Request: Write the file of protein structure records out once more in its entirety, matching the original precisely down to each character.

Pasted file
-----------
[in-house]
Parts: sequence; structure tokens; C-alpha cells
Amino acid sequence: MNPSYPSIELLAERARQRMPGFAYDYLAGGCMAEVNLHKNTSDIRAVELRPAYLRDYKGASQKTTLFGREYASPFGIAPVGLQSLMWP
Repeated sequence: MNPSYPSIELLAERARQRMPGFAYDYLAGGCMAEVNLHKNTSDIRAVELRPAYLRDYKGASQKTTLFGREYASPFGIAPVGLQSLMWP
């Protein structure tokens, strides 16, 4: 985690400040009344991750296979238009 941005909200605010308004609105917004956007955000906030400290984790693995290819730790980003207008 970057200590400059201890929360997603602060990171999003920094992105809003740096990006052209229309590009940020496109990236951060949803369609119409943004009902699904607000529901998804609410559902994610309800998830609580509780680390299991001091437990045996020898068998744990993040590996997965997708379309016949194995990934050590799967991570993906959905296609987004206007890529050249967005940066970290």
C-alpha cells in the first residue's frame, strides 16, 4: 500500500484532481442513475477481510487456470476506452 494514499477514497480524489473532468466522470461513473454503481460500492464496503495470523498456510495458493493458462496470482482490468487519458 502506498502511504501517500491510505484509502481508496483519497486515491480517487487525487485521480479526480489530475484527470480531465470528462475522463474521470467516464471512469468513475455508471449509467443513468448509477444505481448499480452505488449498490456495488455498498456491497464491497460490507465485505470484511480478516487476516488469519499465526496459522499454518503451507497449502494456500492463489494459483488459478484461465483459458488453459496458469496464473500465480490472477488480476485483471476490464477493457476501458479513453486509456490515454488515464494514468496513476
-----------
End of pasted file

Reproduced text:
[in-house]
Parts: sequence; structure tokens; C-alpha cells
Amino acid sequence: MNPSYPSIELLAERARQRMPGFAYDYLAGGCMAEVNLHKNTSDIRAVELRPAYLRDYKGASQKTTLFGREYASPFGIAPVGLQSLMWP
Repeated sequence: MNPSYPSIELLAERARQRMPGFAYDYLAGGCMAEVNLHKNTSDIRAVELRPAYLRDYKGASQKTTLFGREYASPFGIAPVGLQSLMWP
């Protein structure tokens, strides 16, 4: 985690400040009344991750296979238009 941005909200605010308004609105917004956007955000906030400290984790693995290819730790980003207008 970057200590400059201890929360997603602060990171999003920094992105809003740096990006052209229309590009940020496109990236951060949803369609119409943004009902699904607000529901998804609410559902994610309800998830609580509780680390299991001091437990045996020898068998744990993040590996997965997708379309016949194995990934050590799967991570993906959905296609987004206007890529050249967005940066970290």
C-alpha cells in the first residue's frame, strides 16, 4: 500500500484532481442513475477481510487456470476506452 494514499477514497480524489473532468466522470461513473454503481460500492464496503495470523498456510495458493493458462496470482482490468487519458 502506498502511504501517500491510505484509502481508496483519497486515491480517487487525487485521480479526480489530475484527470480531465470528462475522463474521470467516464471512469468513475455508471449509467443513468448509477444505481448499480452505488449498490456495488455498498456491497464491497460490507465485505470484511480478516487476516488469519499465526496459522499454518503451507497449502494456500492463489494459483488459478484461465483459458488453459496458469496464473500465480490472477488480476485483471476490464477493457476501458479513453486509456490515454488515464494514468496513476